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Policy: XV.G.4

Issued: May 16, 1988

Owner: Executive Vice President and Chief Operating Officer

Latest Revision:

ANALYSIS OF UNRELATED BUSINESS INCOME

1.0 Purpose

This policy describes the general guidelines for the analysis of unrelated business income.

2.0 Policy [Top]

Summary of the Unrelated Business Income Tax

2.1 Introduction

(This analysis is a summary of the unrelated business income tax law as of February 19, 1988. It is meant as a companion to Policy XV.G.3, "University Services and Activities.")

The Federal Income Tax laws have traditionally exempted from tax those organizations whose activities benefited society, a category which included colleges and universities. An entity which met the requirements for tax exempt status was not taxed on any income, even from business activities. However, Congress enacted legislation in 1950 which taxed the "unrelated trade or business income" of a tax exempt entity, although it did not prohibit tax exempt entities from engaging in business activities. This legislation was intended to prevent unfair competition by tax- exempt organizations with tax-paying, commercial enterprises. In fact, the impetus for the legislation was commercial activity by a state university.


2.2 Unrelated Business Income (UBI)

For the income from an activity of the University to be taxed, the income must be from an "unrelated trade or business." This is defined as any TRADE OR BUSINESS which is REGULARLY CARRIED ON and which is NOT SUBSTANTIALLY RELATED to the University's educational, tax-exempt purpose.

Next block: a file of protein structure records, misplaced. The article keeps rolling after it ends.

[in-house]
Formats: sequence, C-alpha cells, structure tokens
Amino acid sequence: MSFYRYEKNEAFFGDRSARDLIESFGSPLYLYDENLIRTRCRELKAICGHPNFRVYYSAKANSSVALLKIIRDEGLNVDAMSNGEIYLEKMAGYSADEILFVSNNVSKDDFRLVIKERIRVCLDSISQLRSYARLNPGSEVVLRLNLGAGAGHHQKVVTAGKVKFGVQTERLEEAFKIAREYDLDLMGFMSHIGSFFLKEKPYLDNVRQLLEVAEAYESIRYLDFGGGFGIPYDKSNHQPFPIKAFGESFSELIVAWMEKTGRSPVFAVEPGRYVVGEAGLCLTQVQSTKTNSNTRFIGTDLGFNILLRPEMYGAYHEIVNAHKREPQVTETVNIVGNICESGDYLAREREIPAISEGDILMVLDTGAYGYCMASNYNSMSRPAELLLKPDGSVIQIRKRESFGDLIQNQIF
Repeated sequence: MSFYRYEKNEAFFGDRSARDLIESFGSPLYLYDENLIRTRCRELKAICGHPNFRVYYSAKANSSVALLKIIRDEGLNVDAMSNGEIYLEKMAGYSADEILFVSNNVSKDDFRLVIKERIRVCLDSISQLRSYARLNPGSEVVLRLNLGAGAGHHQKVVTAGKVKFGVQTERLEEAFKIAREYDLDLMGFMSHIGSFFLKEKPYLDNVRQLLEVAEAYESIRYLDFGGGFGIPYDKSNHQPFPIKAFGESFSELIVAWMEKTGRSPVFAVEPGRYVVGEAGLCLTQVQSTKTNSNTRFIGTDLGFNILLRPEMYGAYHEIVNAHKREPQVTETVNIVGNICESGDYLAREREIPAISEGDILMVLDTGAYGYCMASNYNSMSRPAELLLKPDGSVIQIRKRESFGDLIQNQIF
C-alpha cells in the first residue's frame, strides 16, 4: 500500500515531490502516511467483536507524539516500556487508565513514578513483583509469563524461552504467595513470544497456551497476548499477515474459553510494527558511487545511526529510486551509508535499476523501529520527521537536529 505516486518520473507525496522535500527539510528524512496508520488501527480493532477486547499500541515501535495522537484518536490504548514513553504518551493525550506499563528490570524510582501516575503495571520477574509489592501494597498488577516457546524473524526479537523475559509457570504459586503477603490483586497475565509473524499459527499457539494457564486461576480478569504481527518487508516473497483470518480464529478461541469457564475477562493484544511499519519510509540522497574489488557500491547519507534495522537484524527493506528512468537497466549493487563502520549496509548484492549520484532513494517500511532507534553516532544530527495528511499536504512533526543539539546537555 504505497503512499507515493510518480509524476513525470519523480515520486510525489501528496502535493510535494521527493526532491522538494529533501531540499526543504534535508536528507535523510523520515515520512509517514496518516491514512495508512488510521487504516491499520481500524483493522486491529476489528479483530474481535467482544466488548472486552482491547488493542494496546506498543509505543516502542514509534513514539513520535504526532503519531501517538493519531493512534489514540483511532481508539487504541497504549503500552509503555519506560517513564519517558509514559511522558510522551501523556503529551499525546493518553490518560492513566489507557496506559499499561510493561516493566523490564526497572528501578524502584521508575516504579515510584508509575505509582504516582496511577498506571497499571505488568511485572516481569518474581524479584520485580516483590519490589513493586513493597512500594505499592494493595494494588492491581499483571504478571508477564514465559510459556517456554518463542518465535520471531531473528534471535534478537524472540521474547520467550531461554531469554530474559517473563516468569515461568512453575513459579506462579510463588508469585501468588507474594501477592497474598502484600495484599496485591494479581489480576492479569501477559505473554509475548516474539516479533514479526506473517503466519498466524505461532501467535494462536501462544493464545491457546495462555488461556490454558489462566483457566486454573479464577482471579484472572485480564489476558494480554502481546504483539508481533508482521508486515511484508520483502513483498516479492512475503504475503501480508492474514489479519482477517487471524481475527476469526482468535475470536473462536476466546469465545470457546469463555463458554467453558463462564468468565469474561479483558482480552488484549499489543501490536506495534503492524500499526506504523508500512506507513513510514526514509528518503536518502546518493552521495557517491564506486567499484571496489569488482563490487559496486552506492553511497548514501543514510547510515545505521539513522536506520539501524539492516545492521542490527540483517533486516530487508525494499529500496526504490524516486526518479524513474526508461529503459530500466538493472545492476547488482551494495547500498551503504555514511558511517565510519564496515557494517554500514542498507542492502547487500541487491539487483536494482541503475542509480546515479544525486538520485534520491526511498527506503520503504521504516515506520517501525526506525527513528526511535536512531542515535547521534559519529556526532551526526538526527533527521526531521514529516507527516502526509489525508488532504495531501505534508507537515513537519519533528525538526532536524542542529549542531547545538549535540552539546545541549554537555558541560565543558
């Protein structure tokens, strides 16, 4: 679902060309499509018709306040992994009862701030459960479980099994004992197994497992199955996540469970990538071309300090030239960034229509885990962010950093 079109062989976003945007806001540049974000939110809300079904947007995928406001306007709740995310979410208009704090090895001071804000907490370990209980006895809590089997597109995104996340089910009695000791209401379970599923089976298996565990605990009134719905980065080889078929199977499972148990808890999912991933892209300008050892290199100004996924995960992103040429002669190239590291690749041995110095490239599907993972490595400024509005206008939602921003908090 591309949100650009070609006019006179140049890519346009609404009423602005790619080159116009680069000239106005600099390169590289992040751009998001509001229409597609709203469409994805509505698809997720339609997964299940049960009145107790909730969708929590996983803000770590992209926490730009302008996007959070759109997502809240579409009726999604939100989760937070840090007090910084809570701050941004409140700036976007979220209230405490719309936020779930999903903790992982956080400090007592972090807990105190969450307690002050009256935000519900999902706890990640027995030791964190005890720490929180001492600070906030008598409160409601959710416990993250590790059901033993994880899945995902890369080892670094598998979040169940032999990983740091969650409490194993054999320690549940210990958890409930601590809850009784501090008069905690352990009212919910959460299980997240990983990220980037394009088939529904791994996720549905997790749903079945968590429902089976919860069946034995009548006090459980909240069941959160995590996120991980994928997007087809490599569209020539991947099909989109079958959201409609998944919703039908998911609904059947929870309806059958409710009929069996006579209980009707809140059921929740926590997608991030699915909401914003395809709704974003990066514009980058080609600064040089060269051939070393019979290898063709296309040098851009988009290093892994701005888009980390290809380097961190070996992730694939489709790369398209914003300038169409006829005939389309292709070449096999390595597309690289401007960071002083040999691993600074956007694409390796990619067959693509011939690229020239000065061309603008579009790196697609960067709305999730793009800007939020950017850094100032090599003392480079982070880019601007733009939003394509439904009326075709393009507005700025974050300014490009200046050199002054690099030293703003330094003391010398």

2.3 Trade or Business

The term "trade or business" means any activity carried on for the production of income from the sale of goods or the performance of services. This is a very broad definition which includes many University activities. Except for specific statutory exceptions, only investment activities (producing income in the form of rents, royalties, interest or dividends) escape this classification. Further, the University's operations are viewed as a "bundle of activities" which the Internal Revenue Service (IRS) can examine independently for the characteristics of unrelated business. Under this "fragmentation rule," an activity does not lose its identity as a trade or business merely because it is carried on within a larger aggregate of similar activities or within a larger complex of other endeavors which may be related to the exempt purposes of the University.


Unrelated Business Income (Cont'd)
Trade or Business (Cont'd)

Although the policy behind the tax is the elimination of unfair competition between tax-exempt and taxable entities, demonstrating that an activity does not compete with a taxable business is not sufficient by itself to avoid application of the tax. Also, the activity need not actually generate a profit; only the PURPOSE of generating profit is required for the activity to be a trade or business.


2.4 Regularly Carried On